RESULTS: Of 53 eligible participants, 52 (98%) responded, 24 (46%) were female. Marital status was similar between genders at entry, but female trainees were more likely to be unmarried on exit (p = 0.001), and less likely to have children while training (p = 0.017). Of the 6 female and 18 male trainees who had children while training, women were more likely to take parental leave (p = 0.01). The majority felt advice given regarding parental leave and managing training while having children were poor. In thematic analysis of free text answers, lack of hands-on experience was the most common concern.
CONCLUSION: Factors related to marriage and parenthood significantly associate with gender amongst trainees in Malaysia despite both genders being well represented. Concerns regarding adequacy of hands-on training highlight the need for educational innovations such as simulation models.
LEVEL OF STUDY: Level III.
METHODOLOGY: This was a prospective observational study. Convenience sampling method was used to recruit all HD patients who had definitive pullthrough from January 2019 to December2020 in our institution. High-resolution anorectal manometry (HRAM) was used to record anal resting pressure (ARP), length of high-pressure zone (HPZ), and presence/absence of recto-anal inhibitory reflex (RAIR). The Paediatric Incontinence/Constipation Scoring System (PICSS) was scored for all participants. PICSS is a validated questionnaire with scores mapped to an age-specific normogram to denote constipation, incontinence, and their combinations. Non-parametric and chi-square tests at significance p<0.05 were conducted to examine the relationship between PICSS categories and manometry findings. Ethical approval was obtained.
RESULTS: There were 32 participants (30 boys). Median age at participation was 26.5 months (range: 13.8-156). Twenty-four (75%) had transanal pullthrough, 8(25%) underwent Duhamel procedure. PICSS scored 10(31.3%) as normal, 8(25%) as constipation, 10(31.3%) as incontinent, and 4(12.5%) as mixed. RAIR was present in 12 patients (37.5%). HPZ, maximum ARP, mean ARP were comparable across all PICSS groups without statistically significant differences. Presence of RAIR was not significantly associated with any PICSS groups (p = 0.13).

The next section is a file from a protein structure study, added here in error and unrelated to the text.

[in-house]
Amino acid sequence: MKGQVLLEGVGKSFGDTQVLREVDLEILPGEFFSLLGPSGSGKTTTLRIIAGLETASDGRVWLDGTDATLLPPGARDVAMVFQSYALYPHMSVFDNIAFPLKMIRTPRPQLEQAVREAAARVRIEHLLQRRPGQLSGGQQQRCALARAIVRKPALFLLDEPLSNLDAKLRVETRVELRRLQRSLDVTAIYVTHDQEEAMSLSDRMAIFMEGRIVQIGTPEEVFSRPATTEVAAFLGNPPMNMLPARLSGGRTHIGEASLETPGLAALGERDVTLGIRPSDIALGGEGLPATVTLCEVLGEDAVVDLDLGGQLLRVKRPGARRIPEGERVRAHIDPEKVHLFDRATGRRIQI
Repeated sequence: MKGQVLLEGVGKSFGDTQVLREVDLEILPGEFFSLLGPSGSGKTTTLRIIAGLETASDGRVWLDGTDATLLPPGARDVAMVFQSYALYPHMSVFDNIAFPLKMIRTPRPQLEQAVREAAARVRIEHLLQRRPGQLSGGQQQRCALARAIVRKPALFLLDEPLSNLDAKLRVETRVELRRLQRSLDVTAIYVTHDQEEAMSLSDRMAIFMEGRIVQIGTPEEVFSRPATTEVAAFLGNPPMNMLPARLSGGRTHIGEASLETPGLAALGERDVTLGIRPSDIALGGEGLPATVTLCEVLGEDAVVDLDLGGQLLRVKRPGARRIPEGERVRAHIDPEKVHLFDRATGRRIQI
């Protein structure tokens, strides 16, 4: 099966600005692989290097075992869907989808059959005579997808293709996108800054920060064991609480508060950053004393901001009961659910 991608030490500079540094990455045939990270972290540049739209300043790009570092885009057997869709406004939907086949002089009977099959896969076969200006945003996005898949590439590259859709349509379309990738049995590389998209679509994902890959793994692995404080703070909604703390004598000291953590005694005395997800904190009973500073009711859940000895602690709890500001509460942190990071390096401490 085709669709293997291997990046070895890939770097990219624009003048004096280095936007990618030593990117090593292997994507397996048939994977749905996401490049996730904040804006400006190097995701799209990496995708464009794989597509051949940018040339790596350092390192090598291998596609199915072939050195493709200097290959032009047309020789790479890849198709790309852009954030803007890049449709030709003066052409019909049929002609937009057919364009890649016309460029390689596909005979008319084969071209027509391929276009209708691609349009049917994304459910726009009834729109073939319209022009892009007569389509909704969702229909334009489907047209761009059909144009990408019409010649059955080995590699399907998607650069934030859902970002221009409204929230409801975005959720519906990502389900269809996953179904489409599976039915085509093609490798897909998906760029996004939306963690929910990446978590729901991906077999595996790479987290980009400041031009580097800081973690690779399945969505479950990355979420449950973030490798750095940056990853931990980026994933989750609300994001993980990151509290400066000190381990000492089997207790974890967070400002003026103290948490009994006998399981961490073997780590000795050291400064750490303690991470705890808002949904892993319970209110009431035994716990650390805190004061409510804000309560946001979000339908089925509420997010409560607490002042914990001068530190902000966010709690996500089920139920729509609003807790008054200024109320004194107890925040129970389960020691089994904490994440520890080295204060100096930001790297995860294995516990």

CONCLUSION: Bowel function does not appear to be significantly associated with HRAM findings after definitive pullthrough for HD, but our study is limited by small sample size. RAIR was present in 37.5% patients after pullthrough.
LEVEL OF EVIDENCE: Level II.
METHODS: We performed an observational cohort study in tertiary care hospitals from 14 countries across Asia and Ibero-America. We included patients <5 years old who were admitted to participating pediatric intensive care units (PICUs) with moderate to severe traumatic brain injury (TBI). We performed descriptive analysis and multivariable logistic regression for risk factors of AHT.
RESULTS: 47 (12%) out of 392 patients were diagnosed with AHT. Compared to those with accidental injuries, children with AHT were more frequently < 2 years old (42, 89.4% vs 133, 38.6%, p
METHODS: Systematic review of qualitative studies from MEDLINE, EMBASE, PubMed and Scopus databases (2008-2022) was conducted to identify the challenges and solutions of healthcare transition specific to ARM and HD. Thematic analyses are reported with reference to patient, healthcare provider and healthcare system.
RESULTS: Sixteen studies from 234 unique articles were included. Fourteen themes related to challenges and solutions, each, are identified. Most challenges identified are patient related. The key challenges pertain to: (1) patient's lack of understanding of their disorder, resulting in over-reliance on the pediatric surgical team and reluctance towards transitioning to adult services; (2) a lack of education and awareness among adult colorectal surgeons in caring for pediatric colorectal conditions and inadequate communication between pediatric and adult teams; and (3) a lack of structured transition program and joint-clinic to meet the needs of the transitioning patients. The key solutions are: (1) fostering young adult patient's autonomy and independence; (2) conducting joint pediatric-adult transition clinics; and (3) ensuring a structured and coordinated transition program is available using a standardized guideline.
CONCLUSION: A comprehensive framework related to barriers and solutions for pediatric colorectal transition is established to help benchmark care quality of transitional care services.
LEVEL OF EVIDENCE: IV.
TYPE OF STUDY: Systematic review without meta-analysis.